There’s a constant in Australian defence: not enough people. In peacetime, the defence organisation’s difficulties with recruitment are an ongoing saga, occasionally surfacing in headlines like ‘Sailor shortage strands Australian warship HMAS Perth in dry dock for two years’. With less drama, ASPI’s Marcus Hellyer revealed real problems reaching workforce objectives; since 2016, the number of Australian Defence Force personnel has risen by only 600 against a target of 1,730.
In wartime, it’s even worse. In both world wars, Australia’s defence workforce reached capacity. At the end of the day, Australia has a small population, yet it has big ambitions and wants to punch above its weight. Constraints from a workforce of limited size are inevitable.
It may get worse. Australia is a small country living in, as Coral Bell termed it, a neighbourhood of giants. Unexpected events can make it smaller, as happened with the pandemic and the government’s call to temporary visa holders to leave. Hundreds of thousands who were in the workforce at the start of 2020 have left and it’s been suggested that about 600,000 will be gone by year’s end.
An former immigration official recently said, ‘We could be on the verge of the biggest percentage and absolute decline in our population since 1788’. It may take years to get back to the population size Australia had four months ago. All of this will accelerate the demographic ageing of Australia’s overall workforce. The pool of younger people the ADF can recruit from will become even smaller.
These developments will not help Defence with its workforce issues, in peace or war. A smaller Australian workforce affects all sectors. None will be immune.
One way to do more with fewer people is to automate, and today that means digital transformation. High-tech systems are now embedded in Australia’s major port facilities, supermarket chains, mail distribution centres, construction industry services and even our homes. A recent study of the mining industry predicts that the application of digital technology over the next decade will occur in three stages.
Mining companies’ use of automation today involves individual, non-interoperable, semi-autonomous vehicles. By 2025, mines will feature smart sensors, autonomous vehicles, limited self-learning systems and some pieces of equipment that will operate together. From 2030, autonomous machines will work in mines with other such machines to complete tasks.
Open-source platforms will integrate readily with similar equipment, allowing machine-to-machine communications and real-time data exchange so they self-learn and can make decisions. Mining companies are doing this with large productivity gains. If they can do so, why can’t Defence?
Mines are fixed sites, but Defence has many bases that offer similar opportunities. The most obvious are airbases.
My recent paper published by the Air Power Development Centre, Surfing the digital wave: engineers, logisticians and the future automated airbase, goes into this possibility in detail. The range of commercial technologies that airbases may employ includes artificial intelligence, digital twins, big data, cloud computing, the internet of things, autonomous operations and robotics, 3D printing and human augmentation. Digitally transformed airbases could generate more aircraft sorties, faster, with considerably fewer people than now.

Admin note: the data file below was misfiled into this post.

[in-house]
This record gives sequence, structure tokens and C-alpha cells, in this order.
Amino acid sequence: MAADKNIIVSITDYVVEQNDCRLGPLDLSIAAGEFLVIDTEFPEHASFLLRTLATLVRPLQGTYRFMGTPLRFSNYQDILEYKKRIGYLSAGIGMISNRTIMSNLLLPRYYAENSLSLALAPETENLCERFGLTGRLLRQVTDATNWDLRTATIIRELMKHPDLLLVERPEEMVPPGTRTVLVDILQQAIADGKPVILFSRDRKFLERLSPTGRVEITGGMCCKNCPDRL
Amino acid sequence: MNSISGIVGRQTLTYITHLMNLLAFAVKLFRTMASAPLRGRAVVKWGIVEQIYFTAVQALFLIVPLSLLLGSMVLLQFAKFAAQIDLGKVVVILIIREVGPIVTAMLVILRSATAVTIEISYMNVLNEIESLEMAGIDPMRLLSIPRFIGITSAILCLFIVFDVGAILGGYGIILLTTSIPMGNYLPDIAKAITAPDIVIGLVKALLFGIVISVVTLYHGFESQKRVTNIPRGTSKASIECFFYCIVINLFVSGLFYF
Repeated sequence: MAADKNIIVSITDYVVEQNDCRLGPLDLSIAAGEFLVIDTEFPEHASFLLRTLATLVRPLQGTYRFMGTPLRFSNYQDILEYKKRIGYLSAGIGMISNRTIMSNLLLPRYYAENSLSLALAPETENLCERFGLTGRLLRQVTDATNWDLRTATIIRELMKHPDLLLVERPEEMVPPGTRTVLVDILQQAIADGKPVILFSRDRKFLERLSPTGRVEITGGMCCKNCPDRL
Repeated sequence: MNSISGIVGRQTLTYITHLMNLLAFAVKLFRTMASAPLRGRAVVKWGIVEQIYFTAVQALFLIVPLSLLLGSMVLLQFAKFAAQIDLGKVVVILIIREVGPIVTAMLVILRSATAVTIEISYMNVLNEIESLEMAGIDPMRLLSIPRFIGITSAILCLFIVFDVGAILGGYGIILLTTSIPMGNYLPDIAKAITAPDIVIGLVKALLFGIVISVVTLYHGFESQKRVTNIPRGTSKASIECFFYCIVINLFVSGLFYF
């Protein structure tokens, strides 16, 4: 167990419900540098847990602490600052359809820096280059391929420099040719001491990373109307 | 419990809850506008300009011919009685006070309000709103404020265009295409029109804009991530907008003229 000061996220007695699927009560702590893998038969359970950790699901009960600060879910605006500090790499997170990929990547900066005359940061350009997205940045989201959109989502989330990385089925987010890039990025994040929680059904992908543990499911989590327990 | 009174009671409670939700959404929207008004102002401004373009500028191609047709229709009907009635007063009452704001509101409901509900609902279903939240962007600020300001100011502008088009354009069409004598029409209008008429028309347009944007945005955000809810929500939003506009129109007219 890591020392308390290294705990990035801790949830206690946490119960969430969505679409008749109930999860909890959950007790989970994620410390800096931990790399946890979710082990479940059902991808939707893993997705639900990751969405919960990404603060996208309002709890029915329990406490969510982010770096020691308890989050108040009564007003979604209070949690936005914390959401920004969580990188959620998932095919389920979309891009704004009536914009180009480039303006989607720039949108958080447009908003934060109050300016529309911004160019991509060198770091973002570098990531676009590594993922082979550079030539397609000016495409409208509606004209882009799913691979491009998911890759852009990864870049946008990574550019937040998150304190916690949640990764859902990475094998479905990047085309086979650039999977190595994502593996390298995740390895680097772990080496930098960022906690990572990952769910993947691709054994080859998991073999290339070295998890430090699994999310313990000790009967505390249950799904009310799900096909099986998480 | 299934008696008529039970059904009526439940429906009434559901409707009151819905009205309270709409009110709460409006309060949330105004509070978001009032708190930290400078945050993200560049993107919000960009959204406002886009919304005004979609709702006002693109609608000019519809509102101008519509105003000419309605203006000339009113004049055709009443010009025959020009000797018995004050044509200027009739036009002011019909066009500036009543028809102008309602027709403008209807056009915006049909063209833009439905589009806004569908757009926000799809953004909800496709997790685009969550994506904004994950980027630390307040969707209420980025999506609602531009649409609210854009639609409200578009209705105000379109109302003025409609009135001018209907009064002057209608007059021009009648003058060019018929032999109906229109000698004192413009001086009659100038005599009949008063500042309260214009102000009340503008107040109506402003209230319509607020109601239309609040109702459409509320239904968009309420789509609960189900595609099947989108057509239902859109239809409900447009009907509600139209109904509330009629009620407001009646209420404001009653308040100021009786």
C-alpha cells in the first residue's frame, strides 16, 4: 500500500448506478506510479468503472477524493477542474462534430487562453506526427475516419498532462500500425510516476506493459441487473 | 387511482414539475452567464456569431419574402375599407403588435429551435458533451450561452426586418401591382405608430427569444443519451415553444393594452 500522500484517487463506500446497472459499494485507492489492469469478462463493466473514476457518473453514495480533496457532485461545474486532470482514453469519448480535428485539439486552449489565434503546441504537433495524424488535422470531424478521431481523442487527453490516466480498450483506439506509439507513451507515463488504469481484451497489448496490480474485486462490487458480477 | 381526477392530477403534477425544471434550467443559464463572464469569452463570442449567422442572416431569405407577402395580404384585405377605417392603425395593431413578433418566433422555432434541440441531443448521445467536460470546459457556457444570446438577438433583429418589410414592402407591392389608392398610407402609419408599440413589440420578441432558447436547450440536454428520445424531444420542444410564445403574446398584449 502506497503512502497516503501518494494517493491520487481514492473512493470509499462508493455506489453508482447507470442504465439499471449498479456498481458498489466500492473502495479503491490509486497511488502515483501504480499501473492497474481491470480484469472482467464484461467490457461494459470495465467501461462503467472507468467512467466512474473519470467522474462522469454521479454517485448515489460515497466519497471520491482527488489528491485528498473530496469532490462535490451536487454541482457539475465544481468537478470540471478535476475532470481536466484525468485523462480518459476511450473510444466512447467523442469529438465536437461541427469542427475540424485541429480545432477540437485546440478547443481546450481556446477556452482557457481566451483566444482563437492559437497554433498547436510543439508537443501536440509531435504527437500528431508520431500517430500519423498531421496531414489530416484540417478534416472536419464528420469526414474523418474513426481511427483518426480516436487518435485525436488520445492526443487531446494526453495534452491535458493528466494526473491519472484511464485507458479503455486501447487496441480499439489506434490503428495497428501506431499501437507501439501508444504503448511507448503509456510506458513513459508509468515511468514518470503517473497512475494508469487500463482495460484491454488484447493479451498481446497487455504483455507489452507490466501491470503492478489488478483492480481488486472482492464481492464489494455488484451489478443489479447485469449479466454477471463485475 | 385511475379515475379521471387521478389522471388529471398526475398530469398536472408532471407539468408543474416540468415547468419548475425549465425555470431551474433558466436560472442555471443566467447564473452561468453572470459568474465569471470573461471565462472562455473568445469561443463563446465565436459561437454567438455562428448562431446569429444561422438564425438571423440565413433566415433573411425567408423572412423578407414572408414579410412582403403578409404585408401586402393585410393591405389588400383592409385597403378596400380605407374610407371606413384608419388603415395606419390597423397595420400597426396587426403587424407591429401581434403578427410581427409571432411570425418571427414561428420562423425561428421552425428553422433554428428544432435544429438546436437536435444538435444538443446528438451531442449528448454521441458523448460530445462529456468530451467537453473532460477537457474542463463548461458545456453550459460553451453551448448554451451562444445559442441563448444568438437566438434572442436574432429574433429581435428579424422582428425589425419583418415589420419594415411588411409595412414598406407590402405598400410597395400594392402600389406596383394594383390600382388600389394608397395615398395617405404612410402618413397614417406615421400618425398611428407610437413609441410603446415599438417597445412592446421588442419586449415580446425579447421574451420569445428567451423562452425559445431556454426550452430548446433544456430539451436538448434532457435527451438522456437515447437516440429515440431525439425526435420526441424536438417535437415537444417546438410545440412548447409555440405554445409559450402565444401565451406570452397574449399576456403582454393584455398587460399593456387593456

Robot turns of serviceable aircraft, including refuelling and weapons loading, could be possible. Predictive maintenance using artificial intelligence would make unscheduled maintenance rare, or at least uncommon. Real-time stock tracking would ease logistics, while 3D printing means airbases might resupply themselves with some items.
Airbases would appear uninhabited, with personnel at central control centres managing engineering and logistics tasks both there and at remote airbases. Bases might even generate their own power to become semi-self-sufficient.
This wouldn’t be just for southern main bases. Automation as a concept is equally applicable to Australia’s northern bare bases. Fewer people would be needed to activate them if the robots were already there, just waiting to be switched on. Offshore airbases may need air-transportable automation to go ‘live’ but, technically, that seems doable.
Notions of generating more airpower using fewer people draw inspiration from the Israeli Air Force’s first day of the Six-Day War. The IAF had only about 200 combat aircraft but flew 1,000 sorties. The crucial step was to emphasise very rapid aircraft turnarounds. Generating more sorties gave a virtual, if not literal, increase in air combat fleet size. Automated airbases could bring this step-up to Australian airpower.
If mines, other industry sectors and, potentially, airbases can be digitally transformed, that suggests that many other ADF fixed bases could be as well. Airbases could lead the way.
Keeping up with the rest of Australian society is not necessarily a good argument for the ADF embracing digital disruption. However, unless it does, by 2030 its fixed bases may be lonely outposts of 20th-century technology in a 21st-century world.
The capabilities of the digitally transformed national support base would then need to be dumbed down when engaged on ADF bases. If such incompatibilities arise, the ADF won’t get the full benefits from the fourth industrial revolution. Technological stagnation would have a price.
Events over the past few months make digital transformation even more important. A post-pandemic Australia with a smaller national workforce would increase the pressure on the ADF to embrace automation at its airbases. The possibility that the post-Covid-19 era will leave us with fewer people makes airbase digital transformation essential.
Peter Layton is a visiting fellow at the Griffith Asia Institute at Griffith University and author of the book Grand strategy.
This article was published by ASPI on May 15, 2020.